On the Front Foot: England make heavy weather of 'defective' Duckworth-Lewis

Click to follow
The Independent Online

Let us hope otherwise but the prospects are that some of what's left of the World Twenty20 will be disfigured by the Duckworth-Lewis method. This is not the D-L's fault but the fact is that rain in St Lucia and Barbados at this time of year is not uncommon. In matches shortened by the weather, D-L decides what should happen and how. England have got themselves into a dreadful tizzy about it, feeling that they have twice been on the wrong end of it. The first time was in the World T20 last year in England when West Indies faced a reduced target and chased it, as they did on the second occasion in Guyana last Tuesday. England said nothing between last June and last week, made no official complaints or suggestions but remain convinced the system is defective. Yet when they thought they were badly done to by the Umpire Review System in Cape Town in January (they probably were after Graeme Smith survived a review despite looking for all the world as though he had edged a ball from Ryan Sidebottom) they immediately campaigned for a change in the procedure. According to England's coach, Andy Flower, the situations were different and all cricketing stakeholders would see D-L was defective in T20. What stakeholders could actually see was that England did not bowl well at the start of the West Indies innings, allowing them the flier that sealed victory. What is patently obvious is that any match in which one innings is only five overs long will probably produce distorted cricket. If that is what England mean they should say so. Otherwise they should get on with it.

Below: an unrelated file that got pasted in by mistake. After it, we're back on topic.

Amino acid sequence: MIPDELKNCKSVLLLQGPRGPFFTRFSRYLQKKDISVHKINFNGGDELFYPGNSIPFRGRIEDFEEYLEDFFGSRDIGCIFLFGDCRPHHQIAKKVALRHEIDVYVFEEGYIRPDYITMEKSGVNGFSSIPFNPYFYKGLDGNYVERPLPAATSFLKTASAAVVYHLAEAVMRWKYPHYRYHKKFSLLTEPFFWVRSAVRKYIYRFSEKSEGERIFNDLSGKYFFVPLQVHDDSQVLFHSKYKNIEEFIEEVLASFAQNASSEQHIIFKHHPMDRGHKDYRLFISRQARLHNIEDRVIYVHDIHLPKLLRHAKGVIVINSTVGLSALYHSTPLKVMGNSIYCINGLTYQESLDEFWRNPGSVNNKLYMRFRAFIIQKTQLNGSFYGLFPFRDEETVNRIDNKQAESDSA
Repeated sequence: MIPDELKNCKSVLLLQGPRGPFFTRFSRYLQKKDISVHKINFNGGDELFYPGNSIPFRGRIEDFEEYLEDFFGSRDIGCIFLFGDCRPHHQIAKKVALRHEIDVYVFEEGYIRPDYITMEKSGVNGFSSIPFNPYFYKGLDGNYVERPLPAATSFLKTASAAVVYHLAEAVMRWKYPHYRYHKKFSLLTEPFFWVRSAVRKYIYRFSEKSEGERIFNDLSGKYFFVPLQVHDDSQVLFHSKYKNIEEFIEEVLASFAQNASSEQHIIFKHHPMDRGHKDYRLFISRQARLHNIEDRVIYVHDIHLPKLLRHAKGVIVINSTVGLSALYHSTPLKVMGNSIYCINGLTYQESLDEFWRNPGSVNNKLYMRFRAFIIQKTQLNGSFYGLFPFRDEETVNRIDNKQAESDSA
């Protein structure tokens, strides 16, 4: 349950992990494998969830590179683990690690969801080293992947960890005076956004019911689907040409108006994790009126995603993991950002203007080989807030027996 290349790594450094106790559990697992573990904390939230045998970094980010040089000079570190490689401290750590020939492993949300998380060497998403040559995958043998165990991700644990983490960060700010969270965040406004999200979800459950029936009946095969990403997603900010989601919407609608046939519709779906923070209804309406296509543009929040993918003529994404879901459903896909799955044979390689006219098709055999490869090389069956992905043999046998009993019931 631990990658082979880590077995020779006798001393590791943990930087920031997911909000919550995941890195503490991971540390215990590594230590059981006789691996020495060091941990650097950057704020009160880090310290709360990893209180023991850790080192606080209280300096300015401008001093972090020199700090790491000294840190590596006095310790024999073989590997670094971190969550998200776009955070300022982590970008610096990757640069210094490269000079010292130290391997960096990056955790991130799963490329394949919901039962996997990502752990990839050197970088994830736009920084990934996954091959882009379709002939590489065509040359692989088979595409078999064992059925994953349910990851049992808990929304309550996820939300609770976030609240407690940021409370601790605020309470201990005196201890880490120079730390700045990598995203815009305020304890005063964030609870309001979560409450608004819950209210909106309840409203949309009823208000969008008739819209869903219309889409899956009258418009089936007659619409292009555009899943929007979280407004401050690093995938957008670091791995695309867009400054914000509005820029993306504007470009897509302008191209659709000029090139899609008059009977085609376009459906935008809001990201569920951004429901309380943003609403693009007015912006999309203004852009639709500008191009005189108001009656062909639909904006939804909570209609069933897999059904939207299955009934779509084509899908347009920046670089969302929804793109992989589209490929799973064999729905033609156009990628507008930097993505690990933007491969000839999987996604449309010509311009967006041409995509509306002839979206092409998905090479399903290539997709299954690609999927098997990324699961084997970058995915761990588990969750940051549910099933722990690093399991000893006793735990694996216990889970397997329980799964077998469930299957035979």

Clarke curries favour

The feeling that Twenty20 will take over the world was enhanced by the email of complaint from Giles Clarke, the ECB chairman, to the Board of Control for Cricket in India. Clarke suggested that Lalit Modi, the suspended commissioner of the Indian Premier League, had undermined established cricket in India and England by holding meetings with the Test match counties about establishing a Twenty20 club tournament in England based on IPL franchises. Perhaps he had, and perhaps the counties were correct in saying that their discussions had merely been exploratory and that Clarke had been kept informed. The point is that the Test match counties – all eight of them – are keen on a smaller but substantially richer T20 competition with big-name stars. They need the money that they hope it would generate because they have grounds to upkeep. The BCCI responded to Clarke's missive by issuing a second notice against Modi, referring to his "diabolical design". Modi will defend himself and he may well survive – that is for the Indians to decide. It seems certain, however, that a city-based T20 is desired (anything would be better than the gigantic, bastardised English version starting next month) and that Clarke's odd intervention, currying favour with the BCCI, has just drawn attention to that. The ECB have wider responsibilities to the game at large and have a delicate balancing act to perform but the point is being reached where they will tip over the edge.

Home-grown Yorkies rule

Not the least uplifting part of Yorkshire being atop the Championship is the team's composition. Nine of the side that hammered Essex last week were born in the Broad Acres (their opponents had only one actually born in Essex). True, there were two overseas players but it is almost just like the old days.

No interest in Kies to No 10

Having declared his undying love for England the other day by way of explaining his defection from his native South Africa, Craig Kieswetter, on World T20 duty, was asked if he had therefore made arrangements to vote since the country mattered so much to him. No, he had not.